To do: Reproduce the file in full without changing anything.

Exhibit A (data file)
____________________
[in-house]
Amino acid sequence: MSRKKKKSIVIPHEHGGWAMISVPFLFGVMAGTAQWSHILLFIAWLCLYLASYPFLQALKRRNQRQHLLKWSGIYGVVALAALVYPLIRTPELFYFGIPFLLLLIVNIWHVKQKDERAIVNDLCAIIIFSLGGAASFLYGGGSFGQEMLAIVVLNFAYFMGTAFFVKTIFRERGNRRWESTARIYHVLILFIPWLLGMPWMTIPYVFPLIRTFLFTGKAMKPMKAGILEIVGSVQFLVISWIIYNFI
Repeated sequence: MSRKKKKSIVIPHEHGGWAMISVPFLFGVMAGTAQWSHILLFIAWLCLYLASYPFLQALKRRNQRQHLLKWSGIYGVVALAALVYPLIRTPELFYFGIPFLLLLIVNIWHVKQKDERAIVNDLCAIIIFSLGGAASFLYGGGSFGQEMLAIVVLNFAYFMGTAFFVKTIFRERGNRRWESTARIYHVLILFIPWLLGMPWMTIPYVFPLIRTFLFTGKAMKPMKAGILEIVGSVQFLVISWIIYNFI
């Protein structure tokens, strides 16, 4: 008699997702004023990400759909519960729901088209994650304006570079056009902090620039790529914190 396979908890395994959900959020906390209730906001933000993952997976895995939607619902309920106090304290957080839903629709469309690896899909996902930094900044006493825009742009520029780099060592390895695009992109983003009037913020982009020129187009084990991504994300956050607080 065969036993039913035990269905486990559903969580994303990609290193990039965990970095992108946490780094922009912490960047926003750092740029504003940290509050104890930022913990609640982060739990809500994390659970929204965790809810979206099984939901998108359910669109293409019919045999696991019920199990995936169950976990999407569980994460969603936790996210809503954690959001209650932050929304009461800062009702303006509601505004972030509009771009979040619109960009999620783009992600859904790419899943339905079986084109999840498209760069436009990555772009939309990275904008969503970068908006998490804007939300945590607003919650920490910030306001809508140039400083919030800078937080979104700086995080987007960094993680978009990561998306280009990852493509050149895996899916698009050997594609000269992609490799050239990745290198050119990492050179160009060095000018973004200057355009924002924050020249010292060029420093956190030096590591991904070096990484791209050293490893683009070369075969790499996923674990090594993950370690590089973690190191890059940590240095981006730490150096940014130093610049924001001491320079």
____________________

[in-house]
Amino acid sequence: MSRKKKKSIVIPHEHGGWAMISVPFLFGVMAGTAQWSHILLFIAWLCLYLASYPFLQALKRRNQRQHLLKWSGIYGVVALAALVYPLIRTPELFYFGIPFLLLLIVNIWHVKQKDERAIVNDLCAIIIFSLGGAASFLYGGGSFGQEMLAIVVLNFAYFMGTAFFVKTIFRERGNRRWESTARIYHVLILFIPWLLGMPWMTIPYVFPLIRTFLFTGKAMKPMKAGILEIVGSVQFLVISWIIYNFI
Repeated sequence: MSRKKKKSIVIPHEHGGWAMISVPFLFGVMAGTAQWSHILLFIAWLCLYLASYPFLQALKRRNQRQHLLKWSGIYGVVALAALVYPLIRTPELFYFGIPFLLLLIVNIWHVKQKDERAIVNDLCAIIIFSLGGAASFLYGGGSFGQEMLAIVVLNFAYFMGTAFFVKTIFRERGNRRWESTARIYHVLILFIPWLLGMPWMTIPYVFPLIRTFLFTGKAMKPMKAGILEIVGSVQFLVISWIIYNFI
């Protein structure tokens, strides 16, 4: 008699997702004023990400759909519960729901088209994650304006570079056009902090620039790529914190 396979908890395994959900959020906390209730906001933000993952997976895995939607619902309920106090304290957080839903629709469309690896899909996902930094900044006493825009742009520029780099060592390895695009992109983003009037913020982009020129187009084990991504994300956050607080 065969036993039913035990269905486990559903969580994303990609290193990039965990970095992108946490780094922009912490960047926003750092740029504003940290509050104890930022913990609640982060739990809500994390659970929204965790809810979206099984939901998108359910669109293409019919045999696991019920199990995936169950976990999407569980994460969603936790996210809503954690959001209650932050929304009461800062009702303006509601505004972030509009771009979040619109960009999620783009992600859904790419899943339905079986084109999840498209760069436009990555772009939309990275904008969503970068908006998490804007939300945590607003919650920490910030306001809508140039400083919030800078937080979104700086995080987007960094993680978009990561998306280009990852493509050149895996899916698009050997594609000269992609490799050239990745290198050119990492050179160009060095000018973004200057355009924002924050020249010292060029420093956190030096590591991904070096990484791209050293490893683009070369075969790499996923674990090594993950370690590089973690190191890059940590240095981006730490150096940014130093610049924001001491320079």